A small building (or "vault") for the remains of the dead, with walls, a roof, and (if it is to be used for more than one corpse) a door. It may be partly or wholly in the ground (except for its entrance) in a cemetery, or it may be inside a church proper or in its crypt. Single tombs may be permanently sealed; those for families (or other groups) have doors for access whenever needed
A pit in which the dead body of a human being is deposited; a grave; a sepulcher
A tomb is a large grave that is above ground and that usually has a sculpture or other decoration on it. a stone structure above or below the ground where a dead person is buried (tumbe, from tumba , from tymbos). Home or house for the dead. The term is applied loosely to all kinds of graves, funerary monuments, and memorials. Prehistoric tomb burial mounds, or barrows (artificial hills of earth and stones piled over the remains), were usually built around a hut containing personal effects for use in the afterlife. Burial mounds were a prominent feature of the Tumulus period in Japan (3rd-6th century); these often spectacular monuments consisted of earthen keyhole-shaped mounds surrounded by moats. Burial mounds, sometimes shaped like animals, were characteristic also of Indian cultures of eastern central North America 1000 BC-AD 700. With more advanced technology, brick and stone tombs appeared, often of imposing size. In Egypt tombs assumed great importance, especially in the form of pyramids. In medieval Christian thought, the tomb became a symbol of a heavenly home; this concept appeared in the Roman catacombs, whose walls display scenes of paradise. Since the Renaissance, the idea of the tomb as a home has died out in the West, except as a faint reminiscence in the mausoleums or vaults of modern cemeteries. See also beehive tomb, cenotaph, mastaba, stele. beehive tomb Qin tomb Ch'in tomb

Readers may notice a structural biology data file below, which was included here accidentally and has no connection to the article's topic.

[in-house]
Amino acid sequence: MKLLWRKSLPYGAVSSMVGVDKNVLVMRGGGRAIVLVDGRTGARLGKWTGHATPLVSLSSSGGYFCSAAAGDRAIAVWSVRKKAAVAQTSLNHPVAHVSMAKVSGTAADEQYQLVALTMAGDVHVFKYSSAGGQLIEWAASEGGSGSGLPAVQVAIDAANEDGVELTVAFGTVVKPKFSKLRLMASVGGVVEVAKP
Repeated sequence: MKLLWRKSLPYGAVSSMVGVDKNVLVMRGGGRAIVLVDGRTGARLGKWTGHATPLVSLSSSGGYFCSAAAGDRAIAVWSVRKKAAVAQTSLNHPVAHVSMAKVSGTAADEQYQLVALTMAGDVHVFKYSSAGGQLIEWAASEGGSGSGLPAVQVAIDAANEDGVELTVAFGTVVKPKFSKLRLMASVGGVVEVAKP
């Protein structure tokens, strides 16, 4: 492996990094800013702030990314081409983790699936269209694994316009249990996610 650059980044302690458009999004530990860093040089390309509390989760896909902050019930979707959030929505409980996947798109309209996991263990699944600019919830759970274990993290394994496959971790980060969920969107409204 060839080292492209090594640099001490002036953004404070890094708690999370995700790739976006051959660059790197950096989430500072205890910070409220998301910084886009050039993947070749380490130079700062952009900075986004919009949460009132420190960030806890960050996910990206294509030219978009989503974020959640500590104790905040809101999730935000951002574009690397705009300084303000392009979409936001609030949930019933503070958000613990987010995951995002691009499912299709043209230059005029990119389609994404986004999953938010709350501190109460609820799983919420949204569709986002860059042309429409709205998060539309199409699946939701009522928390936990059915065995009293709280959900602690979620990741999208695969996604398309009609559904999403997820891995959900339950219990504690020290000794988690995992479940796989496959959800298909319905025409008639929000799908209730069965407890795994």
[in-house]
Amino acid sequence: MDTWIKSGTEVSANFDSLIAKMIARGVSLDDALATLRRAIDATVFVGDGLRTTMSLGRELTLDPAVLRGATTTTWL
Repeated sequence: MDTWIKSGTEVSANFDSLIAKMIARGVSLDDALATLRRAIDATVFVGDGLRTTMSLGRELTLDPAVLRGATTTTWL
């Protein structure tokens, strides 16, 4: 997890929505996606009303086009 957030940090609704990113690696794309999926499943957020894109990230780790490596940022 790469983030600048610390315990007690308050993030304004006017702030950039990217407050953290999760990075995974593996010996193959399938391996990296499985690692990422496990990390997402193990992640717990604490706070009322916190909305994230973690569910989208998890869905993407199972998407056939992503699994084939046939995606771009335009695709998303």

a national monument in Arlington National Cemetery in Virginia, US, where soldiers whose names were not known are buried from World Wars I and II, the Korean War, and the Vietnam War. It represents all the US people who died in those wars
or Ch'in tomb Major Chinese archaeological site near the ancient capital city of Chang'an (now Xi'an), a 20-sq-mi (50-sq-km) funerary compound built by the first sovereign emperor, Qin Shihuangdi. In 1974 workers drilling a well discovered a subterranean chamber that contained an army of some 6,000 life-size terra-cotta soldiers with individually detailed faces, as well as horses, weapons, and other objects. Three nearby chambers containing more than 1,400 figures have also been unearthed; the tomb itself has not yet been excavated. Archaeologists anticipate that it will take many years to unearth the rest of the complex. The mausoleum is a UNESCO World Heritage site
or tholos Large, beehive-shaped ceremonial tomb, sometimes built into the side of a hill. The Treasury of Atreus, a surviving tholos ( 1300-1250 BC) of the Mycenaean civilization, is a pointed dome built up of stepped blocks of conglomerate masonry cut and polished to give the impression of a true vault. A small side chamber contained the burials, while the main chamber was probably reserved for ritual use
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